Top 15 Heart-Wrenching Works Written at the Time of Partition of India

Everything changed for the people of India on the night of 14 August 1947 when their country was divided into two parts leaving millions homeless and refugees in their own country. It was not just a mere division of land, it was a division of hearts as many lost their friends, families, and love, and witnessed the horrendous violence seeing humanity at its worst. There are many stories of Partition which need to be read to gain a deeper analysis. So here are the top 15 heart-wrenching works written at the time of the Partition of India.

Top 15 Heart-Wrenching Works Written at the Time of Partition of India

1. Sharanarthi (Refugee) by Sachchidanand Hiranand Vatsyayam

This series of poems were written between October 12, 1947, and November 12, 1947. Sharanarthi captures the plight of people who were forced to leave their homes, leaving behind everything due to communal violence. Reading these immediate poetic responses to a developing situation is a rewarding experience even today.

2. Story Toba Tek Singh by Saadat Hasan Manto

“Toba Tek Singh” uses the madness of the inmates as a mirror for the madness of the outside world. This story is a symbolic commentary on the psychological trauma of the human displacement brought about by partition. How people experienced fractured identities and a loss of sense of belonging due to partition is the central theme of this short story.

3. Memories of Hadali by Khushwant Singh

Memories of Hadali is a recollection of a childhood home lost to time and partition. Khushwant Singh beautifully portrays his emotions in the ‘Memories of Hadali’ as how it feels to leave one’s home and village where he and his family spent their precious moments of life.

4. Ice and Candy by Sidhwa

Ice Candy Man tracks the experience of one family in Lahore, and their various friends and servants, during a time in which, in Sidhwa’s words “seven million Muslims and five million Hindus and Sikhs are uprooted in the largest and most terrible exchange of population known to history.”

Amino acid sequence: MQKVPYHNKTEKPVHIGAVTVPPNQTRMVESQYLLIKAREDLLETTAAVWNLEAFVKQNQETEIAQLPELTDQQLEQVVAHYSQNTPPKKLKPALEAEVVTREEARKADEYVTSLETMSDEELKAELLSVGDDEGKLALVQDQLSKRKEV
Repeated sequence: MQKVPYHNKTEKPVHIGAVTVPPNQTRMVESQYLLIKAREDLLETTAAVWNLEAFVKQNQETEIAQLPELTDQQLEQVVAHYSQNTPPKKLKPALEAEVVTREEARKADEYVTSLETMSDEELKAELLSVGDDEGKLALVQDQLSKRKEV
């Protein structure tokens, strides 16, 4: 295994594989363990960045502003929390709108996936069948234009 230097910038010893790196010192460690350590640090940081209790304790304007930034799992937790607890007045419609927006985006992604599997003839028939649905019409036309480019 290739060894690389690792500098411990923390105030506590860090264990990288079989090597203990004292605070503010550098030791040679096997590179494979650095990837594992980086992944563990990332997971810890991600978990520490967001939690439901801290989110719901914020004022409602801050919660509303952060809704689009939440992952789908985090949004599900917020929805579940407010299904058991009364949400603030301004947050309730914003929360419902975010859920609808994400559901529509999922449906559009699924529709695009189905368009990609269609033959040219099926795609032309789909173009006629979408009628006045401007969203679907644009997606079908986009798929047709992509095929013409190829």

5. Subh-e-azadi (Dawn of Freedom) by Faiz Ahmed Faiz

The poem shows the melancholic tone and contains the bitter lamentation on the crisis and miserable condition of the people of both sides. It is one of the masterpieces of Faiz’s poetry. The theme of the poem is that achieved freedom is not real, it is just an illusion.

6. Pinjar by Amrita Kaur Pritam

Pritam wrote ‘Pinjar’ in 1950, one of the finest novels on Partition. The story centered around Puro, a Hindu girl abducted by a Muslim man, who somehow manages to make her way home, only to be rejected. Puro then becomes Hamida and marries Rashid, her abductor, but grows to hate the foetus growing in her womb. “In reality she was neither the one nor the other. She was just a skeleton without a shape or a name,” wrote Pritam.

7. The Divided Legacy by Niaz Zaman

‘Both the groups are homeless refugees, both forced to vacate their homes for an uncertain future in an unknown place…Despite religious and political differences, Waliullah suggests, the human bond remains somewhere underneath.’ The story ends with officials evicting the squatters from the house, which has been requisitioned by the government. The tulsi plant, with none to water it, begins to wither again. The implication is clear; the suffering brought on by Partition is to be blamed on the impersonal decisions of officials.